Monday, January 6, 2014

Leaving Egypt: Singing and Dancing, and the Torah Portion of Beshalach

This week's Torah portion relates what is likely the culmination of the (physical) Exodus from Egypt: the splitting of the Sea of Reeds. In this miraculous series of events, not only are the Children of Israel saved and the Egyptians drowned, but also the entire people now fully "believed in G-d and in Moshe His servant." (Exodus 14:31) What follows then, is, if you think about it, is really quite surprising: the entire people break out in song! The song is so prophetic and beautiful that it is recorded in its entirety in the Torah itself. Moshe leads the entire people in song, while Miriam later leads the women in dance and timbrels (musical instruments).

Song and dance becomes the ultimate expression of freedom, but it is not that each person sings and dances randomly. It is all very much coordinated, following the leader (himself a servant), without ego. Singing and dancing is itself a way of serving G-d. This does not mean that there is no individual self-expression. On the contrary, each person finds their full individual expression as a part of this communal song.

It is worth noting that traditional Jewish dances are done in circles. Each person dances to their heart's content, but the focus is not on the individual, but rather on the whole. (Yes, sometimes individuals enter the middle of the circle, but unless they are the bride and groom, or the bar/bat mitzvah girl or boy, or the parents, a people should check their own motivations to make sure they are dancing in the middle for the right reason, and not as part of an "ego trip").

A similar concept applies to the Passover Seder. Seder means order, and while every household follows the same exact pattern (the "sheet music," so to speak), each household as well as each of its members applies its own take on the "song," the Seder. Freedom without order is chaos. Freedom without self-expression is not freedom.

This lesson is reflected in all of the commandments, and a proper metaphor  are the very strings of the Tzit-Tzit, attached to every four-cornered garment. The Tzit-Tzit represent all the other mitzvot: part of the length of the strings are tied in knots, while the rest is let loose (the word Tzit-Tzit adds up to 600, and there are 8 strings and 5 knots, for a total of 613). Without the knots, the strings would either fall off, get all jumbled together, or worse. They would probably end up knotted anyway, just not in the way that the Torah requires. On the other hand, if the strings were completely knotted together, they probably would not even be considered strings at all, just knots.

The opening Mishna in the Tractate of Pesachim (about Passover) begins as follows: "Ohr L'Arbah Asar Bodkim Et HaChametz L'Or HaNer." This is usually translated as, "On the eve (lit. the light) of the fourteenth, we check for any leavened bread, by the light of the candle."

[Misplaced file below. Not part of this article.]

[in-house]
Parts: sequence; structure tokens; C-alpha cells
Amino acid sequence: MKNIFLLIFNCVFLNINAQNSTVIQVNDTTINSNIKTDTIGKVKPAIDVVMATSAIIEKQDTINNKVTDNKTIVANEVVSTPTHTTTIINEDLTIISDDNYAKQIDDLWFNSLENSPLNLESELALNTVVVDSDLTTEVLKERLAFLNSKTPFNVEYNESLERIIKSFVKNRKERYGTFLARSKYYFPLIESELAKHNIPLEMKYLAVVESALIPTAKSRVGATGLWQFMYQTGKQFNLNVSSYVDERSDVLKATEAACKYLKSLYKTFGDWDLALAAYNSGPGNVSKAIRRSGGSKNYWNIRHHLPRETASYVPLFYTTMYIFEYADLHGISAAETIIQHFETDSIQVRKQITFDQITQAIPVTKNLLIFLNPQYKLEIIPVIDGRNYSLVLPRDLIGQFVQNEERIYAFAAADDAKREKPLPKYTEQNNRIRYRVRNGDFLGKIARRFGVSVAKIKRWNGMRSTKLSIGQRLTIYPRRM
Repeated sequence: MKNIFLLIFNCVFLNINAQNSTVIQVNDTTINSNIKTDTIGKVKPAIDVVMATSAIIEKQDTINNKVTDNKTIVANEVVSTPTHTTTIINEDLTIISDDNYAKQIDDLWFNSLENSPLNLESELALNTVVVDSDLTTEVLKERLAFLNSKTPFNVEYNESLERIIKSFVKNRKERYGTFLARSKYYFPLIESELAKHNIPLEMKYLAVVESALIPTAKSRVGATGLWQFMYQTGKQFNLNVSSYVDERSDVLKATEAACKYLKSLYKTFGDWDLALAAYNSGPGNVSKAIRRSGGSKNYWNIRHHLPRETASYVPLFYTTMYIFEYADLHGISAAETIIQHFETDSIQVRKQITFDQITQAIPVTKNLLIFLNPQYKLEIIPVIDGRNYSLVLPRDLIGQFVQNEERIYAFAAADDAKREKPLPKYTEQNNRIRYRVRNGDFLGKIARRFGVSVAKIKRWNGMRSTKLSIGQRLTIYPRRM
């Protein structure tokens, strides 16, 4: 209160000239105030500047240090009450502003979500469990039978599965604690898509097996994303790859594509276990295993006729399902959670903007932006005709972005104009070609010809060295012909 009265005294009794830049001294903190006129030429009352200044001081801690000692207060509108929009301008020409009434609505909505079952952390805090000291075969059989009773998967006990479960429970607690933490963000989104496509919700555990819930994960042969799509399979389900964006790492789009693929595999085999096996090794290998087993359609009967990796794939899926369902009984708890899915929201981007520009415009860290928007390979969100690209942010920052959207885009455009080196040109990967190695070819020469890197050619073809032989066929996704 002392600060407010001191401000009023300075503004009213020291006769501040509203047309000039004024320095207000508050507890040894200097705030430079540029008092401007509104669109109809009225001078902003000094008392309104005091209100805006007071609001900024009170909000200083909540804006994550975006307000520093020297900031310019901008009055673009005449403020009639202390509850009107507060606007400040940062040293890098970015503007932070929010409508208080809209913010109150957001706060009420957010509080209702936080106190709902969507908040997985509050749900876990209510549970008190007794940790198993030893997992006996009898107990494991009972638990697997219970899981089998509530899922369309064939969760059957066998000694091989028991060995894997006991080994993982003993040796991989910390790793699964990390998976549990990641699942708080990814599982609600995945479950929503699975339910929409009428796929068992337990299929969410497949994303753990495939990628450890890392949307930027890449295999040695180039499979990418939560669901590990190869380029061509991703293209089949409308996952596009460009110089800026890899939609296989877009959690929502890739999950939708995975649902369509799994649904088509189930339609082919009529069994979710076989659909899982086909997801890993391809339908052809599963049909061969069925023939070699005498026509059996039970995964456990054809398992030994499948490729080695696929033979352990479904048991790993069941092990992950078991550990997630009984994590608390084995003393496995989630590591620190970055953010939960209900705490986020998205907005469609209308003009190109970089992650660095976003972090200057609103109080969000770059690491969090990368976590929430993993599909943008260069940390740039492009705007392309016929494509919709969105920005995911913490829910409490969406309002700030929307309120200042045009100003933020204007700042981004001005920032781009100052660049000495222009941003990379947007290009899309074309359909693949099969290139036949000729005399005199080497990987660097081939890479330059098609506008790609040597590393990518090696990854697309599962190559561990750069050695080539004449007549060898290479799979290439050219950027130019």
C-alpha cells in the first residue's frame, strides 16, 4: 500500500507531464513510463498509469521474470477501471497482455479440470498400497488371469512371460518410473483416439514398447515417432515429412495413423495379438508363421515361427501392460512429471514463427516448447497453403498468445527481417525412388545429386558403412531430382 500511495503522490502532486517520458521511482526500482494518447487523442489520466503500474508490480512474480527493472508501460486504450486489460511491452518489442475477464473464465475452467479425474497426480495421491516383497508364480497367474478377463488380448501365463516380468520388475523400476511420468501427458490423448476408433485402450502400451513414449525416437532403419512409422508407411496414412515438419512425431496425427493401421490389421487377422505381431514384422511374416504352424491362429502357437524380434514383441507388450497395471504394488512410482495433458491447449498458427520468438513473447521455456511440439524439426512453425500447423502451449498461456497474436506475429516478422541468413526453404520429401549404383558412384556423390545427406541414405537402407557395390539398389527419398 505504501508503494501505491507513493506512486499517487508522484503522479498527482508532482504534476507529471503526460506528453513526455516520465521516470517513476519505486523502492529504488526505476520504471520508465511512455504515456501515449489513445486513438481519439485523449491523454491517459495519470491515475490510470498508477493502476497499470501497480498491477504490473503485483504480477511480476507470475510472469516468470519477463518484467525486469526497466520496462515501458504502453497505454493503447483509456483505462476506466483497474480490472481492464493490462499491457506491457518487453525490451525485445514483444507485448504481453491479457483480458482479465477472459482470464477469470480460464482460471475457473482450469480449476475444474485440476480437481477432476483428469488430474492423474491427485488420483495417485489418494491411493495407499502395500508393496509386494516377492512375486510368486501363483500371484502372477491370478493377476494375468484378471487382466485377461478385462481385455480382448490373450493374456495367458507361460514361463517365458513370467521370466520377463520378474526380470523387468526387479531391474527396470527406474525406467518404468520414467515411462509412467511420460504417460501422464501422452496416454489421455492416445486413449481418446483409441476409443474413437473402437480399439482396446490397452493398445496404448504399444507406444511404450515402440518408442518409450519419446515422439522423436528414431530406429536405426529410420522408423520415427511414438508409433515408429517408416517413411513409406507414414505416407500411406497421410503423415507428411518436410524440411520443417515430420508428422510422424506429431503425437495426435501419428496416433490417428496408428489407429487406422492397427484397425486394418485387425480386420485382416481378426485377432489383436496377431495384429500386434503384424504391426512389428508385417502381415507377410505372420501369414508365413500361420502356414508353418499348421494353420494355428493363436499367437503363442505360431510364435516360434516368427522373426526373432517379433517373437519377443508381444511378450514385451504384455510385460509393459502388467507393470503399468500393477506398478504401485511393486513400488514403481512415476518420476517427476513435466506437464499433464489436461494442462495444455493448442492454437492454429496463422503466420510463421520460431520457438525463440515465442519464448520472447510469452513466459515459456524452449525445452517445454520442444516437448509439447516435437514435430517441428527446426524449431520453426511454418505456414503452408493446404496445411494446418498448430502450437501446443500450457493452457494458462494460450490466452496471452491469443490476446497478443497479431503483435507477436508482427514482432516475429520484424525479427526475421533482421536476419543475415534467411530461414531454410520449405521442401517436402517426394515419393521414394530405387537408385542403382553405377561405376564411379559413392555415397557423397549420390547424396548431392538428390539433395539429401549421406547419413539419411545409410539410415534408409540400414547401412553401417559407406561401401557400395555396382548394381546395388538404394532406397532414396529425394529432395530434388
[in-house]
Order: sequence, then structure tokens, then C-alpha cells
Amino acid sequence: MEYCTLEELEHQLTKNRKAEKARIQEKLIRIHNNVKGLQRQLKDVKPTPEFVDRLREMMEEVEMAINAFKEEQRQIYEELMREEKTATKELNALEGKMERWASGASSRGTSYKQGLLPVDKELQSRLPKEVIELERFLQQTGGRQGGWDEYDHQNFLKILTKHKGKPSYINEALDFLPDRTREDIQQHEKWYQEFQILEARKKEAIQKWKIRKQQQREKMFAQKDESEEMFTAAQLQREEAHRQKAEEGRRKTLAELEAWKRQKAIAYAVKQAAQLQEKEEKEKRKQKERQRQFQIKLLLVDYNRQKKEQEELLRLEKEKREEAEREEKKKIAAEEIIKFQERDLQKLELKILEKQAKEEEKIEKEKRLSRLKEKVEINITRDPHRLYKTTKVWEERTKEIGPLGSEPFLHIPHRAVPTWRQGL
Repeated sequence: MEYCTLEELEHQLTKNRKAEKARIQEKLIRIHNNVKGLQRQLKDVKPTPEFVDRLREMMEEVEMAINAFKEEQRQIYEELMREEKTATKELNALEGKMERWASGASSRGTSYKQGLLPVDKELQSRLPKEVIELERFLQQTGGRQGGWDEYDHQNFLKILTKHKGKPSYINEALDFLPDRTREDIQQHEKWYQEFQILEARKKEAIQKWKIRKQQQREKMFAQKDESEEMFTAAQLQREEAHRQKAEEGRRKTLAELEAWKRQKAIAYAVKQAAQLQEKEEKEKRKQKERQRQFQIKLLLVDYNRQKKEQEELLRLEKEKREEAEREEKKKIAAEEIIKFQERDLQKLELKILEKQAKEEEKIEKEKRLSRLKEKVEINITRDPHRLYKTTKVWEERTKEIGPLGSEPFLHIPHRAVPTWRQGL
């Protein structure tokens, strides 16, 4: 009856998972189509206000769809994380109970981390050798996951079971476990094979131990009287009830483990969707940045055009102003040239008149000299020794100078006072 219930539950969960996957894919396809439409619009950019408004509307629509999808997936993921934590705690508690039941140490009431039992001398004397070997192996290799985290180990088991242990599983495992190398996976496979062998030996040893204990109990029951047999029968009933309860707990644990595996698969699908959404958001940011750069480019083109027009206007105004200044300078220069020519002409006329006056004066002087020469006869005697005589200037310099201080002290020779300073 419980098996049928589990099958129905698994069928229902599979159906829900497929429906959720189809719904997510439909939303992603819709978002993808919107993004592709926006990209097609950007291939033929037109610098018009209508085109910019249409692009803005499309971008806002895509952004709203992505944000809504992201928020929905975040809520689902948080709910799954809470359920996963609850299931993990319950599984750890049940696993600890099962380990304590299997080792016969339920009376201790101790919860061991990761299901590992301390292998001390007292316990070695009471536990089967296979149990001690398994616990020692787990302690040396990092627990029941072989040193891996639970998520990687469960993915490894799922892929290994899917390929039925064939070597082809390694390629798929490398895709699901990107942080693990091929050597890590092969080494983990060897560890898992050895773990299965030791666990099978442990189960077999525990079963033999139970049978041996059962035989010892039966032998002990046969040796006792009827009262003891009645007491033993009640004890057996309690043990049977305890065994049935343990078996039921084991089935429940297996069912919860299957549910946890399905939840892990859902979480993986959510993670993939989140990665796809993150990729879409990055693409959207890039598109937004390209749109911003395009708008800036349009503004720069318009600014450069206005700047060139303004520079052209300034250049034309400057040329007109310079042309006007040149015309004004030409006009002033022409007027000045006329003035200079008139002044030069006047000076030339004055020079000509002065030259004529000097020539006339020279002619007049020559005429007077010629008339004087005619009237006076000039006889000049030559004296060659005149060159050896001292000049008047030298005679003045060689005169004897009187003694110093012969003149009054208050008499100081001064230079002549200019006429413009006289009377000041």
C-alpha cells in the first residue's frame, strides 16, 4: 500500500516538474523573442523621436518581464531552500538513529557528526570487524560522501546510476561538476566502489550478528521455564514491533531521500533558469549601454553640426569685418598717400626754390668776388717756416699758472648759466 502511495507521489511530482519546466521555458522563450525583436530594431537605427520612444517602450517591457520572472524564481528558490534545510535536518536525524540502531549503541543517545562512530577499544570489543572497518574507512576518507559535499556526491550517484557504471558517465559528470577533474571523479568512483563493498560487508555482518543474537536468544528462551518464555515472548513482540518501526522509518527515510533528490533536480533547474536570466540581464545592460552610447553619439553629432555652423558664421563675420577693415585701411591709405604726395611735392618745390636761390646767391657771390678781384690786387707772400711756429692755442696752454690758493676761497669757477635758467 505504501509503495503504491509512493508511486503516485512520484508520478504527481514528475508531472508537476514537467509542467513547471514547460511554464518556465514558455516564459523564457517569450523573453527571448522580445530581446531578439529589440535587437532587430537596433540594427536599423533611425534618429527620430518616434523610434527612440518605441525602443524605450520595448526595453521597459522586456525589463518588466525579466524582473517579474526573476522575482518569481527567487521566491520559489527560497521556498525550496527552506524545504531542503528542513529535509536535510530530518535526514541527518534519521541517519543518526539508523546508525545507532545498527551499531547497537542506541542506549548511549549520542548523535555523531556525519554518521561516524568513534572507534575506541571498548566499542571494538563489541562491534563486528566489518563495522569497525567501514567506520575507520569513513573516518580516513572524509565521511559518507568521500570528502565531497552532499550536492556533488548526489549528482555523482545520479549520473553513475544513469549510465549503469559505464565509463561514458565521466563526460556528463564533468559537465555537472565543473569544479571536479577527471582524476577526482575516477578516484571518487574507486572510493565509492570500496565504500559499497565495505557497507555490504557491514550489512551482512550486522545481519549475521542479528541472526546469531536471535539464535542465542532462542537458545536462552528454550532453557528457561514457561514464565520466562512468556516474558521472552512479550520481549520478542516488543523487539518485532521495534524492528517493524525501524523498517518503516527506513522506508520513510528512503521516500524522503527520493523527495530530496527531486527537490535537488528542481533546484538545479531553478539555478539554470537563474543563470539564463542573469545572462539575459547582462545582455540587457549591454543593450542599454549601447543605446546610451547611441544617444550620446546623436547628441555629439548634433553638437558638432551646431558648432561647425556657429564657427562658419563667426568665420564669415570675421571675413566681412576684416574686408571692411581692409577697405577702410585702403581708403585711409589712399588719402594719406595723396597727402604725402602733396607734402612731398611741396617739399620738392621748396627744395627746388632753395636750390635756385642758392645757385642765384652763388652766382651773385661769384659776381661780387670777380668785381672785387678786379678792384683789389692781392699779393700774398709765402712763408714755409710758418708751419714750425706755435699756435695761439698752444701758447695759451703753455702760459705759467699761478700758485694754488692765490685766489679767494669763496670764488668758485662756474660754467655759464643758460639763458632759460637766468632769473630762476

Fourteen stands for redemption, as it has the numerical value of the word Yad, hand, a reference to the Strong Hand of G-d that took us out of Egypt. Leavened bread, Chametz, represents a person's ego. Light is a reference to Torah, and the candle, the mitvot (the commandments), as in the verse in Proverbs: Ner Mitzvah veTorah Ohr," a mitzvah is a candle and the Torah is light.

Therefore, the Mishna can be understood on a deeper level as follows: When the light of redemption is approaching, we check ourselves for any misplaced ego, through the the light of Torah and the commandment(s). As we prepare ourselves for the final redemption and can already see the "light at the end of the tunnel," we must check ourselves for any egocentric thought, speech or deed we might have overlooked. We check ourselves by analyzing our own devotion to the Torah and to how we perform its commandments.

This devotion mentioned above does not imply, G-d forbid, abolishing our own individuality. On the contrary, it is through the Torah and its commandments that we find our ultimate self-expression. As we see in the teaching of the Ethics of our Fathers (Pirkei Avot, 6:2), "there is no free individual, except for one who is occupied with the study of Torah. And whoever occupies themselves with the study of Torah is elevated."

When Mashiach comes, it is said that the righteous will be in a circle and that Hashem Himself will be in the middle. They will all be pointing in, and saying, "This is my G-d," very much like the Song of the Sea, when we all said together: "This is My G-d and I will glorify Him." Each one will have a different perspective from which they will be pointing, but they will all be pointing in the same direction.

May it be very soon, and may we all be part of this circle, knowing what to say and what to sing, how to dance and where to point.

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